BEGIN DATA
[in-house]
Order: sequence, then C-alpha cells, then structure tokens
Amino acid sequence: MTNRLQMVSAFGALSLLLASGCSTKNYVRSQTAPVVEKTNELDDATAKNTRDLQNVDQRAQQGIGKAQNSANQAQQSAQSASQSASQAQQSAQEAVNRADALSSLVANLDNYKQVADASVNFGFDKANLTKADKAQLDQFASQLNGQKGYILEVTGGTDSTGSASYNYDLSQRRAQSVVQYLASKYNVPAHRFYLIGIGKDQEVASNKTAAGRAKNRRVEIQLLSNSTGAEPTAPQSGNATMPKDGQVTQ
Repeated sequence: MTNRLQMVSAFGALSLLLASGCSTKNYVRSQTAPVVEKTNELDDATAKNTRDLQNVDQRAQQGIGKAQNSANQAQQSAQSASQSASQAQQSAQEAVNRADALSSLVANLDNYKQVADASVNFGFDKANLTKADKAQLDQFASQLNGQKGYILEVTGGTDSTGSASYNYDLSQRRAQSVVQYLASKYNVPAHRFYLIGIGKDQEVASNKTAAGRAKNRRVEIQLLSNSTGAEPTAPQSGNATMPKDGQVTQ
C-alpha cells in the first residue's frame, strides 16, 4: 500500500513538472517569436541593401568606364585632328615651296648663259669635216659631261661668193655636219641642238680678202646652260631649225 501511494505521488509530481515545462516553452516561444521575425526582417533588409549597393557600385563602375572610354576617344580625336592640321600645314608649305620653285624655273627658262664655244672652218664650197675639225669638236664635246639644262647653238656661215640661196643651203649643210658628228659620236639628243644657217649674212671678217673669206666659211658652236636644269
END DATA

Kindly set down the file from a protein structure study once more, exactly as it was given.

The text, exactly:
[in-house]
Order: sequence, then C-alpha cells, then structure tokens
Amino acid sequence: MTNRLQMVSAFGALSLLLASGCSTKNYVRSQTAPVVEKTNELDDATAKNTRDLQNVDQRAQQGIGKAQNSANQAQQSAQSASQSASQAQQSAQEAVNRADALSSLVANLDNYKQVADASVNFGFDKANLTKADKAQLDQFASQLNGQKGYILEVTGGTDSTGSASYNYDLSQRRAQSVVQYLASKYNVPAHRFYLIGIGKDQEVASNKTAAGRAKNRRVEIQLLSNSTGAEPTAPQSGNATMPKDGQVTQ
Repeated sequence: MTNRLQMVSAFGALSLLLASGCSTKNYVRSQTAPVVEKTNELDDATAKNTRDLQNVDQRAQQGIGKAQNSANQAQQSAQSASQSASQAQQSAQEAVNRADALSSLVANLDNYKQVADASVNFGFDKANLTKADKAQLDQFASQLNGQKGYILEVTGGTDSTGSASYNYDLSQRRAQSVVQYLASKYNVPAHRFYLIGIGKDQEVASNKTAAGRAKNRRVEIQLLSNSTGAEPTAPQSGNATMPKDGQVTQ
C-alpha cells in the first residue's frame, strides 16, 4: 500500500513538472517569436541593401568606364585632328615651296648663259669635216659631261661668193655636219641642238680678202646652260631649225 501511494505521488509530481515545462516553452516561444521575425526582417533588409549597393557600385563602375572610354576617344580625336592640321600645314608649305620653285624655273627658262664655244672652218664650197675639225669638236664635246639644262647653238656661215640661196643651203649643210658628228659620236639628243644657217649674212671678217673669206666659211658652236636644269